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Puerh tea holds the distinction of being the king of teas. There are an awful lot of delicious teas out there hailing from all parts of Asia, and now even Africa but puerh stands alone. Not for its deliciousness, for this is a purely subjective standard; and not for its health imparting properties, for all teas have constituents that are good for health. No, puerh is the king because it is the mother. In short, all Camellia sinesis has its origins in the subtropical mountain forests of Yunnan. Puerh tea is the source, the mother of all tea and as such possesses features that cannot be found among greens, oolongs, and blacks from other regions of the world like East China, Japan, Korea, Sri Lanka, Kenya and last but not least India.
There are two main reasons why people drink tea, for health and enjoyment. They are not mutually exclusive. There is vast data compiled from researchers around the world on the healthfulness of tea in general. There is little need to catalog these studies since your interest in availing yourself of these benefits has already led you to the Puerh Junky. Instead, perhaps a discussion on the properties of puerh from a traditional Chinese medicine perspective will provide additional insights.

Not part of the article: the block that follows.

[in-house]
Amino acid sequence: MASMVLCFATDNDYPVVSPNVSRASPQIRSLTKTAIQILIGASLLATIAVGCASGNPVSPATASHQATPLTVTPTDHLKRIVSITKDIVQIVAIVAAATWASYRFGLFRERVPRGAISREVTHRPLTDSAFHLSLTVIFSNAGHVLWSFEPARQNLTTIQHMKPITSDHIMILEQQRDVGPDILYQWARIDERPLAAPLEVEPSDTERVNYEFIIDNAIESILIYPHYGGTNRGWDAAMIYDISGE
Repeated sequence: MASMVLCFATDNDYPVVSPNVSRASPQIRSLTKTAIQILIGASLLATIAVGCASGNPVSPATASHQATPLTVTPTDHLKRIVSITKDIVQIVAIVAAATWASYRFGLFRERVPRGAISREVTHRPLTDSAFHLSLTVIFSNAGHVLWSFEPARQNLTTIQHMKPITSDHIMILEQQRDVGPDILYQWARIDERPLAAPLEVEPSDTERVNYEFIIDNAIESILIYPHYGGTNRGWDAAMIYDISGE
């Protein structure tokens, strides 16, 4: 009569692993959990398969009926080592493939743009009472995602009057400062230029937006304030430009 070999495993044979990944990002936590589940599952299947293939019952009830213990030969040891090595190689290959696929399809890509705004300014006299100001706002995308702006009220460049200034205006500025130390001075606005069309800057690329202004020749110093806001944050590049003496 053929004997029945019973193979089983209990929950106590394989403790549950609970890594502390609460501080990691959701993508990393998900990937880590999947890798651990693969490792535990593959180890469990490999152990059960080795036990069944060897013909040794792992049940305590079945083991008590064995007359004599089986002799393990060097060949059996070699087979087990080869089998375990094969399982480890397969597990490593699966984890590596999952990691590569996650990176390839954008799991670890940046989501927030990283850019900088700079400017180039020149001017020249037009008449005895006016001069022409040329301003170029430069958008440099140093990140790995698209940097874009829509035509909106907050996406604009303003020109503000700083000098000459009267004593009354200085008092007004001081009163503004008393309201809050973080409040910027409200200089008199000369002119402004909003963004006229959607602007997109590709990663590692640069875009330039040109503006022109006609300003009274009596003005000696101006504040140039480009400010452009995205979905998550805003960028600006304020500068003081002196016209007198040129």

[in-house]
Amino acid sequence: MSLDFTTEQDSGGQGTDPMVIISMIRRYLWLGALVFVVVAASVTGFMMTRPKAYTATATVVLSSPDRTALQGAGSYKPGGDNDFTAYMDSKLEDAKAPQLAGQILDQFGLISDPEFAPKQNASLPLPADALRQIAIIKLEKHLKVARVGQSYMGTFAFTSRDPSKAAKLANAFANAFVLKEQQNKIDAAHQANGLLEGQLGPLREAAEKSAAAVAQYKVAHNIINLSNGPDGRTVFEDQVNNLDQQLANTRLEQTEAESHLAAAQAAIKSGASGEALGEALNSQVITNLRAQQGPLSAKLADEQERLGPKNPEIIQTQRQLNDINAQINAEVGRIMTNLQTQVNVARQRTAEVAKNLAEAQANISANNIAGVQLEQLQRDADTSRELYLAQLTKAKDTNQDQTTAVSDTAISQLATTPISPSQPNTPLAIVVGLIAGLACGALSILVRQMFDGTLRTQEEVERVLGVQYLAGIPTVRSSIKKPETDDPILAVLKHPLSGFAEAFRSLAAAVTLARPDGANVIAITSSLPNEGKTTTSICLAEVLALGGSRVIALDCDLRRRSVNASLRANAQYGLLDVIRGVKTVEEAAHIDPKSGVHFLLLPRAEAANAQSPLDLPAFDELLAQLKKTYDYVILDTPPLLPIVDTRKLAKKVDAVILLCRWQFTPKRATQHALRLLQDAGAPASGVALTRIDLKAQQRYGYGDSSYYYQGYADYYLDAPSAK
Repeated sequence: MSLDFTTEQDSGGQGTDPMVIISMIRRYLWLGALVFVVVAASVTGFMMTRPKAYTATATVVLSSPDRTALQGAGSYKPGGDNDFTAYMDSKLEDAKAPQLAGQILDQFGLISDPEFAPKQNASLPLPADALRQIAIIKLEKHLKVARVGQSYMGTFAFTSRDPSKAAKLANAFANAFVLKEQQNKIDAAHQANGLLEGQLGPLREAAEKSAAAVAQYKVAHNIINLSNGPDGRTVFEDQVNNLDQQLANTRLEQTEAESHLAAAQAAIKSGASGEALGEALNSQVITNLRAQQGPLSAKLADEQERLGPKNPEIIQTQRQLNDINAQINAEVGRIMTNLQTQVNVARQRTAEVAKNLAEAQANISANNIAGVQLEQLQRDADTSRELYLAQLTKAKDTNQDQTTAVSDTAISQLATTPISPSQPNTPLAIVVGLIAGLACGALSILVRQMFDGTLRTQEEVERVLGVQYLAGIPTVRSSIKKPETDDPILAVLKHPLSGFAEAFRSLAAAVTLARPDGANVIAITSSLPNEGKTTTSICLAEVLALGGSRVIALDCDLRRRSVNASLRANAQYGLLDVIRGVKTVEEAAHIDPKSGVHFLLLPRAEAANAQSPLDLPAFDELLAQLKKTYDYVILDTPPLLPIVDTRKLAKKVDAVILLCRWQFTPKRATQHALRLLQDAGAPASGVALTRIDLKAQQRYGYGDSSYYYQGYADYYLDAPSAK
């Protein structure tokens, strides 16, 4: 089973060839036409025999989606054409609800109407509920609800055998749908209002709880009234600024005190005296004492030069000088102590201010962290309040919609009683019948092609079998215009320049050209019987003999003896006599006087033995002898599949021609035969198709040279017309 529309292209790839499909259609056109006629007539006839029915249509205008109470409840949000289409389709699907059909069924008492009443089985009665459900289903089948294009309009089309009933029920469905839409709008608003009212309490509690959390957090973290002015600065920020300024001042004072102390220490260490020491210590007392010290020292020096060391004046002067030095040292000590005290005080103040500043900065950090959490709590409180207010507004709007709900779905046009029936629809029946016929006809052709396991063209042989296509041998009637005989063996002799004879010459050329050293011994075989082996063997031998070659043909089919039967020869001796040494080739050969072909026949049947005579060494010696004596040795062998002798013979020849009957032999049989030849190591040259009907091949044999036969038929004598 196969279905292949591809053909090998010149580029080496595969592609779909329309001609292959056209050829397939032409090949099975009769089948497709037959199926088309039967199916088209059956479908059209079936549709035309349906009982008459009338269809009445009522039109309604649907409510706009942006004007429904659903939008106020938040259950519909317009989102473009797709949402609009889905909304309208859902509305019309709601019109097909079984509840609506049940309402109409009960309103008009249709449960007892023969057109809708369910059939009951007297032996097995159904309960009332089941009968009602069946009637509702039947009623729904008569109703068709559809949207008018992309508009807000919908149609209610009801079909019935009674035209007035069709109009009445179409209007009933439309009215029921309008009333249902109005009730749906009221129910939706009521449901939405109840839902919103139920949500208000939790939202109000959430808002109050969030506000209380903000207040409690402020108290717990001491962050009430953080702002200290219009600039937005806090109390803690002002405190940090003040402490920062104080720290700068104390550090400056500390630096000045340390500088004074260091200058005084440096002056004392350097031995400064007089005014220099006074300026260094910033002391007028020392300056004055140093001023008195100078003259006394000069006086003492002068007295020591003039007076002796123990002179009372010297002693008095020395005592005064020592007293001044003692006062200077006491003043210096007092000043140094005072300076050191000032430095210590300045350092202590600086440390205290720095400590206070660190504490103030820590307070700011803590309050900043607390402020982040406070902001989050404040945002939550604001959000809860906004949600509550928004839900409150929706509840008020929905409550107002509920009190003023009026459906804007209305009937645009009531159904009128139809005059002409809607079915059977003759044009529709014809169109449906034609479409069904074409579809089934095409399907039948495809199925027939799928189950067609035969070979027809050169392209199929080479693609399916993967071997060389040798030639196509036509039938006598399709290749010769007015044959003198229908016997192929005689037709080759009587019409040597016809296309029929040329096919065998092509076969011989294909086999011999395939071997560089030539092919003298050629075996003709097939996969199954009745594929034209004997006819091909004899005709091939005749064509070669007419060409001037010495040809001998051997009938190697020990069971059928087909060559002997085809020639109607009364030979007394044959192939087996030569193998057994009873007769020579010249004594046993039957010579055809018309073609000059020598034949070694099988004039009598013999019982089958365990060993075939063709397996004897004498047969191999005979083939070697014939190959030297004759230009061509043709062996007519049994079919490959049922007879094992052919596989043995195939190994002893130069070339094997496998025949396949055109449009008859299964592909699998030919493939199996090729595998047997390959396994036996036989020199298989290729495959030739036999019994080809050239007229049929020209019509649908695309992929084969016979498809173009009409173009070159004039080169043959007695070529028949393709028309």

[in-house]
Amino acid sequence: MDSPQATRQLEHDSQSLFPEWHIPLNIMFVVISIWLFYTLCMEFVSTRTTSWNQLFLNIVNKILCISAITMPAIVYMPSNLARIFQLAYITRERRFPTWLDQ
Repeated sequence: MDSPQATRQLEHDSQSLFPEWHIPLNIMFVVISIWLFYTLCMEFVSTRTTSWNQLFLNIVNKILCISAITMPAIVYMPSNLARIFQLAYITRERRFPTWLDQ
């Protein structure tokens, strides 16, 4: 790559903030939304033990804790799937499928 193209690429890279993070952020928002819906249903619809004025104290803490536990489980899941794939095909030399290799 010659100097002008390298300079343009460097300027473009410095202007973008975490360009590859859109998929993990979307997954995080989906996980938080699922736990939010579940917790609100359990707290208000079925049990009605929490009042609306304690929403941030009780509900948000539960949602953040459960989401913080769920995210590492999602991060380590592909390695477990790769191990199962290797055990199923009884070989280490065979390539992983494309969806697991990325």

Puerh tea can be divided into two types of generally opposing nature, raw and ripe or unfermented and fermented. The most recognized of these is fermented, so let’s start there. During the upheaval of the Cultural Revolution (1966-76) that sought to destroy all things “old”, much of the traditionally aged puerh was destroyed. Specialists from neighbouring Guangxi Province, which already had a fermented variety called Liu Bao, were brought to Yunnan to effect a similar process on puerh. They used a method called wo-dui. It is essentially a form of composting, which allows heat and naturally occurring cultures to oxidize and transform source material, accelerating a process that would otherwise take decades to occur. Fermented, also called ripe or in Chinese shou or shu, puerh consists of microbial elements that have led some to call it “probiotic,” similar to yoghurt, kombucha, and even cheese. According to traditional Chinese medicine, the properties of ripe puerh are tonifying, slightly warming, and generally beneficial for those with weak digestion. The sweet and warming nature of ripe puerh has many people intuitively drinking it more in the autumn and winter, and during cold-rainy days.